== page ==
Want to Work as a Virtual Assistant in 2019? Here’s Where to Start.

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Back when I was first searching for home-based career options, ‘Virtual Assistant’ would pop up as a suggestion on every other blog post or list I read. I’d worked in some roles during my bricks and mortar career that had some significant administrative components, and my tech skills were pretty solid too, so I was interested in the possibility of working as a VA, but I was put off because I just didn’t know where to start. What specific services should I offer? Where could I source clients? How much should I charge? What insurance did I need? I had too many questions and no readily available answers. I was already pursuing online ESL teaching work at that stage, and looking towards transcription in the near future, so I never pursued the possibility of VA work any further. As it turns out of course, those were the right choices for me. However, when I started researching for this post, I realised pretty quickly that if you know where to look, there’s actually a surprising amount of information and resources available for people looking to establish themselves as a VA in Australia.

 

So, as is the case with many remote work options, it turns out that social media is a great place to start looking for leads and information. I was pretty chuffed that a quick Facebook search led me to The Nomad VA & Freelancer Community, a group run by Hannah Dixon. Hannah is the founder of Digital Nomad Kit, an online platform offering a range of VA courses (I’ll be reviewing her FREE 5 Day VA Challenge course in May for you, so keep an eye out for that post!). Hannah and Digital Nomad Kit have great reviews on Facebook, and her FB group is a friendly and helpful environment, where you can even find the occasional job ad posted. Definitely some solid resources, in my opinion, and a great place to start if you’re looking to establish a career as a VA.

 

I also suggest you check out the Australian Virtual Assistants Association. You can find their website here, and their Facebook page here. They offer a range of benefits to their members, and they also host an annual Australian VA Conference, which is in its 10th year, and is coming up soon (on the 22nd and 23rd of March 2019) in Melbourne! You can read more about the conference here.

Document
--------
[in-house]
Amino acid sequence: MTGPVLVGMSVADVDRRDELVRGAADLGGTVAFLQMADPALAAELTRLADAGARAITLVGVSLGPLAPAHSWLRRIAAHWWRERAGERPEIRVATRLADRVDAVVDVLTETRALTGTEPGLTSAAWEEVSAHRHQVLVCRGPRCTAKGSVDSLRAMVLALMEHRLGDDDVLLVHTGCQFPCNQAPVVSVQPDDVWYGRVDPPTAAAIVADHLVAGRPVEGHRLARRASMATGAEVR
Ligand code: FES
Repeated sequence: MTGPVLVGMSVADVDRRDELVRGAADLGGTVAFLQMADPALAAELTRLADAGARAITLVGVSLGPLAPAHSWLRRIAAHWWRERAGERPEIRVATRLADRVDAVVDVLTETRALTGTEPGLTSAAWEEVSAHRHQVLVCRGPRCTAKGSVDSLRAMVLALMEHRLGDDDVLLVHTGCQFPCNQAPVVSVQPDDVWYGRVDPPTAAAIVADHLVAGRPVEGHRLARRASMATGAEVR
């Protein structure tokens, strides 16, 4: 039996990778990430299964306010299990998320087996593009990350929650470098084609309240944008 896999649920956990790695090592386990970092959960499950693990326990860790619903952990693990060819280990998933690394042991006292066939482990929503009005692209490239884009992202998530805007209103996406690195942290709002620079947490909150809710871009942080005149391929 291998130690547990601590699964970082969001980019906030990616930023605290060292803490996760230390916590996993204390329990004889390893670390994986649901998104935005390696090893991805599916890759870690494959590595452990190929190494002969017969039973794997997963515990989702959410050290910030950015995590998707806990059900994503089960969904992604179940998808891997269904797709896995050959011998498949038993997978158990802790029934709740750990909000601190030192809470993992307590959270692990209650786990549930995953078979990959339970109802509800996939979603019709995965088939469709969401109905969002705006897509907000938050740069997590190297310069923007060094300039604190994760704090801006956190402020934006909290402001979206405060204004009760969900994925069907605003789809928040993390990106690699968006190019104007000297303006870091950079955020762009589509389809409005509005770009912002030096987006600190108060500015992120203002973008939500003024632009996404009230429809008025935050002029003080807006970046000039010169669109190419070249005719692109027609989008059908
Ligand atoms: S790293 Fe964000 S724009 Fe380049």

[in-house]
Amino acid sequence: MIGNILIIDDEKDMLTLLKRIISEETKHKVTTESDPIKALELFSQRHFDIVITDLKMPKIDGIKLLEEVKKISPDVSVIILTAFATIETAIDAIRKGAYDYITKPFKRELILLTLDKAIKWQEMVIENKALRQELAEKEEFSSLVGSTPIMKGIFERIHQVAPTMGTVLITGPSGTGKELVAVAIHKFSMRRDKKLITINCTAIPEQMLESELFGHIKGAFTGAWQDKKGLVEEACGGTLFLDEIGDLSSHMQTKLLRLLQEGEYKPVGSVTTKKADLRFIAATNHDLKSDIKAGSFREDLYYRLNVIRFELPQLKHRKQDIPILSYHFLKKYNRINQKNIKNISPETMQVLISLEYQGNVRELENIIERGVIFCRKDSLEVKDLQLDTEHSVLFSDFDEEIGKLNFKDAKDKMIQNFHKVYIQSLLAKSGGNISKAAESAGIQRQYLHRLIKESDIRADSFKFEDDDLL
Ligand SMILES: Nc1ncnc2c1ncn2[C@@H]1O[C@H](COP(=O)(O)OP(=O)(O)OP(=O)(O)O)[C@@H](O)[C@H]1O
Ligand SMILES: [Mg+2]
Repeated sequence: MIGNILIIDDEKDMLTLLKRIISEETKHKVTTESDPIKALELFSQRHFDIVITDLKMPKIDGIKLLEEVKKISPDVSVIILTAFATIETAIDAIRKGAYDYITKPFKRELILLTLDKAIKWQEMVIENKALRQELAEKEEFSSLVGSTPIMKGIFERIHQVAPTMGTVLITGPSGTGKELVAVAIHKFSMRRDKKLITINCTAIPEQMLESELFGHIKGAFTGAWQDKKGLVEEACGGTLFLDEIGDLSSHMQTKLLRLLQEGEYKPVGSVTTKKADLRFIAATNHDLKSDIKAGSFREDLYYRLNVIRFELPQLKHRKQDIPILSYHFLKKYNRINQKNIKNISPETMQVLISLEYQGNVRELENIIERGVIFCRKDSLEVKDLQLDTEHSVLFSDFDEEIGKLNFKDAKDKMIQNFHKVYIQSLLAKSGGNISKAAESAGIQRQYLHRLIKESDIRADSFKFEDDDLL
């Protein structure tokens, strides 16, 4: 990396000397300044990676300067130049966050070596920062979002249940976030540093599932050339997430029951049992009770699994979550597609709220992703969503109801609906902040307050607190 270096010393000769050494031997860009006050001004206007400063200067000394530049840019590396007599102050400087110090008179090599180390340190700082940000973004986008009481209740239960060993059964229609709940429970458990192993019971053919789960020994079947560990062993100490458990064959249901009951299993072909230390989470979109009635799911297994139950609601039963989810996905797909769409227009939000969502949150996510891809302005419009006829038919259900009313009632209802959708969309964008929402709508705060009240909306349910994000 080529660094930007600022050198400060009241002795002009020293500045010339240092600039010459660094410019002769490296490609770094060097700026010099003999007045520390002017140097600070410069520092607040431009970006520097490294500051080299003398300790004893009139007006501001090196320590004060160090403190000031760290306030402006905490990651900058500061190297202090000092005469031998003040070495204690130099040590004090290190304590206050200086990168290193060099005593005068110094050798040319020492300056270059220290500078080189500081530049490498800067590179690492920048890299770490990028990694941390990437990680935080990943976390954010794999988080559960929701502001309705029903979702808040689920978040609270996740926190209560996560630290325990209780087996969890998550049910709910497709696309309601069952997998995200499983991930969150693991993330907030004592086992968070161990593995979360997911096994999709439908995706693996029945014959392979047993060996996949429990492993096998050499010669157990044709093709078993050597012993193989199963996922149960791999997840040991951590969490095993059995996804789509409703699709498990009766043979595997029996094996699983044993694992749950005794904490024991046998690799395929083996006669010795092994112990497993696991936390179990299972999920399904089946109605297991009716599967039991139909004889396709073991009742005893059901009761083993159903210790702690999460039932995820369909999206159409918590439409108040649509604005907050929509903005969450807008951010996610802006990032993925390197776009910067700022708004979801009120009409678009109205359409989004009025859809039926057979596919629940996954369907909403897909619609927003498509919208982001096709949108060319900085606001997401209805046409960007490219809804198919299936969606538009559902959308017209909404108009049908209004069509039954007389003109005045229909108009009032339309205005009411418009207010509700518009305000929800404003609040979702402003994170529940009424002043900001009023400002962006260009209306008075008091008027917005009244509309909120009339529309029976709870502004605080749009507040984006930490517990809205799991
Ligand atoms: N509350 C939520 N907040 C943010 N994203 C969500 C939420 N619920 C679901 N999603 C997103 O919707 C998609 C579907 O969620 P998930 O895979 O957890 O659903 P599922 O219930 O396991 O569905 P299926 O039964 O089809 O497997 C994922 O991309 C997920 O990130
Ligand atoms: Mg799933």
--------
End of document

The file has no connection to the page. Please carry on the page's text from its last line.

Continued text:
The VA Institute is another Australian resource I’d recommend you look into. The VA Institute is run by Ingrid Bayer, who has a wealth of experience in the Australian VA landscape. She has been running the VA Institute since 2017, and offers a range of training options. While I’m generally reluctant to personally recommend paid training courses to anyone for a couple of different reasons, and I have not undertaken any of Ingrid’s courses myself, I can tell you that there is some very positive feedback out there about the VA Institute. I spoke to several of Ingrid’s former students during the process of researching this post, and they all without exception spoke of Ingrid, her courses, and the VA Institute in general in glowing terms. Everyone I spoke with said they felt the course was excellent value for money, and that they had gotten many positives out of it. Some positives that particularly stuck out for me in reviews of the VA Institute were the mentions of the ongoing support offered by Ingrid, and also how quickly people were picking up clients after completing the course. You can also find the VA Institute Hub group on Facebook, as well as the Virtual Assistant Network (Australia), which is another group (unrelated to the VA Institute) that Ingrid admins.

 

The next resource you may want to look into is Virtually Yours, an Australian company run by Rosie Shilo. Rosie matches clients with her network of VAs. Virtually Yours offers three different levels of membership for VAs looking to join the network, ranging from $9.90 to $50 per month. Each membership category has different levels of access to Virtually Yours’ resources and opportunities, with discounts available for annual memberships too. Rosie and Virtually Yours have fantastic reviews online, and from the available reviews I get the definite impression that her community of VAs are quite collaborative and very supportive of each other, so Virtually Yours is definitely something I’d recommend that people looking to get their start as a VA in Australia look into. You can check out the Virtually Yours Facebook page here.

 

Virtual Assistant Networking Group is another Facebook resource you may want to look into. It’s a 12,000-member strong group, and there is access to a variety of resources on their page. The group is run by Tawnya Sutherland, founder of VAnetworking.com, which is advertised as a resource for virtual assistants worldwide. While I personally haven’t accessed any of the available resources, and as such can’t comment as to their relevance specifically for Australian VAs, Tawnya was lovely and very helpful when I reached out to her about being referenced in this post, and I’d certainly be exploring her resources further if I was pursuing a career as a VA.

 

That’s it for this post. I’ve also got lots more content coming up about virtual assistance in the near future, so if you’re an aspiring or current VA, be sure to subscribe to the blog, or follow our Facebook page, so you don’t miss out on anything.

 

Happy business building,

Cate XX

 

 

 

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